View across the Grand Canyon.

Photo by Lauren L. Ng

Help, please.

November 9, 2023
This past August, a few friends and I set out to backpack the Rim-to-Rim trail of the Grand Canyon. This 24-mile plummet into the canyon’s corridor includes 11,000 feet of elevation change in temperatures reaching 115 degrees by early afternoon. I carried almost forty pounds on my back, and to complicate matters, E. coli was found in the water supply which meant we had to filter and purify our drinking water from scarce natural sources. Less than one percent of visitors to the Grand Canyon hike from one end to the other like we did. The motto of Rim-to-Rim hikers? “Downhill is optional. Uphill is mandatory.”

This was by far the most difficult physical challenge I’ve undertaken. There were two times during the experience that I actually feared for my life. It was so hard, in fact, that upon emerging victorious at the North Rim, I wept.

After I got home, friends would say, “Wow! You are hardcore.” My answer was “Not really. I just knew when to ask for help.”

Those of us who are ministry practitioners are great at inviting those in our care to ask for help when they need it. We are often less adept at receiving this wisdom for ourselves.

While on my Grand Canyon hike, I asked for help a lot. I asked for help carrying some weight when after hiking for 8+ hours, my pack started to feel too heavy. I asked for help when I developed four pesky blisters and needed my friend to help me bandage them up. I asked for help when on the last day — a 6,000-foot slog back up to the top of the canyon in full sun — I ran out of water. A friend gave me his last half liter and then went ahead of me to find more for both of us. I asked for help a lot.

Hiking the Grand Canyon rim-to-rim was by far the most difficult physical challenge I’ve undertaken. It was so hard, in fact, that upon emerging victorious at the North Rim, I wept. I did not complete the hike because I am “hardcore.” I completed it because I knew when to ask for help.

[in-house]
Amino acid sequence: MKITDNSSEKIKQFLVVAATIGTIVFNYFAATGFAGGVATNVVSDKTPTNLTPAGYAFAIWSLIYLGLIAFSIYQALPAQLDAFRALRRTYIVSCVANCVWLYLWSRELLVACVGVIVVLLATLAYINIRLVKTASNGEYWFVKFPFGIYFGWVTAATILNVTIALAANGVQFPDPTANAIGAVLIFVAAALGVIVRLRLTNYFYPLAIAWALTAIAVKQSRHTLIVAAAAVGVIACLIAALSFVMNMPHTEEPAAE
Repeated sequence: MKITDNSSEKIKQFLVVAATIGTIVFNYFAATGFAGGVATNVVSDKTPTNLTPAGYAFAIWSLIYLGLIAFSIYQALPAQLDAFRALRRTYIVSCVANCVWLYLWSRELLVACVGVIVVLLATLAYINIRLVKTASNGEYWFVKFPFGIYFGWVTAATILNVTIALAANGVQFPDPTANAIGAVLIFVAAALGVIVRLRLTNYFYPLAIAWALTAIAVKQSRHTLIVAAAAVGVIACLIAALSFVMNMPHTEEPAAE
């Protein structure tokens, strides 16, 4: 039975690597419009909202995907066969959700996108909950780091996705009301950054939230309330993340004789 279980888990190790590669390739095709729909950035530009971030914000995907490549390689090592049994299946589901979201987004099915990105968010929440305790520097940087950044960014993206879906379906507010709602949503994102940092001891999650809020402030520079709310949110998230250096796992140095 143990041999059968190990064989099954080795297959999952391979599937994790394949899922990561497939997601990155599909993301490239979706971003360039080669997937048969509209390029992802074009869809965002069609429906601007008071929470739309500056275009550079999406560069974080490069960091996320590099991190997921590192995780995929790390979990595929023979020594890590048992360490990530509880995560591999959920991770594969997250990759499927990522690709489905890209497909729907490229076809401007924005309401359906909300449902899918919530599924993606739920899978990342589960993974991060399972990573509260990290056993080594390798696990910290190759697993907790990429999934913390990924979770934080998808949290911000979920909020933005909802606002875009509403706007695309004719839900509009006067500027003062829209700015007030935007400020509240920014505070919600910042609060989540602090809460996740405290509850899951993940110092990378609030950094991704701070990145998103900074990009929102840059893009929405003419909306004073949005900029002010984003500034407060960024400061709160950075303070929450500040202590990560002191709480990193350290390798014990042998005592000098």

My willingness to ask for help was rooted in three things that life has taught me, and that the Canyon was quick to remind me of:

Photo by Lauren L. Ng

-We are not in control. Even the best training and planning cannot prepare you for what life has in store. I trained for my backpacking trip for months, hiking with my full 40-pound load, running on my treadmill, and breaking my shoes in. Our group planned diligently, mapping out our days, securing permits, and reading everything there was to read. And still, there were insect bites, significant injuries, and challenging interpersonal dynamics. And I already mentioned E. coli. This is life, isn’t it? The prophet Jeremiah spoke the words, “I know, O Lord, that the way of human beings is not in their control, that mortals as they walk cannot direct their steps.” (Jeremiah 10:23) The unpredictable happens and it can be scary as all get out. Remembering that the best laid plans will inevitably require modification keeps us humble enough to ask for help when we need it.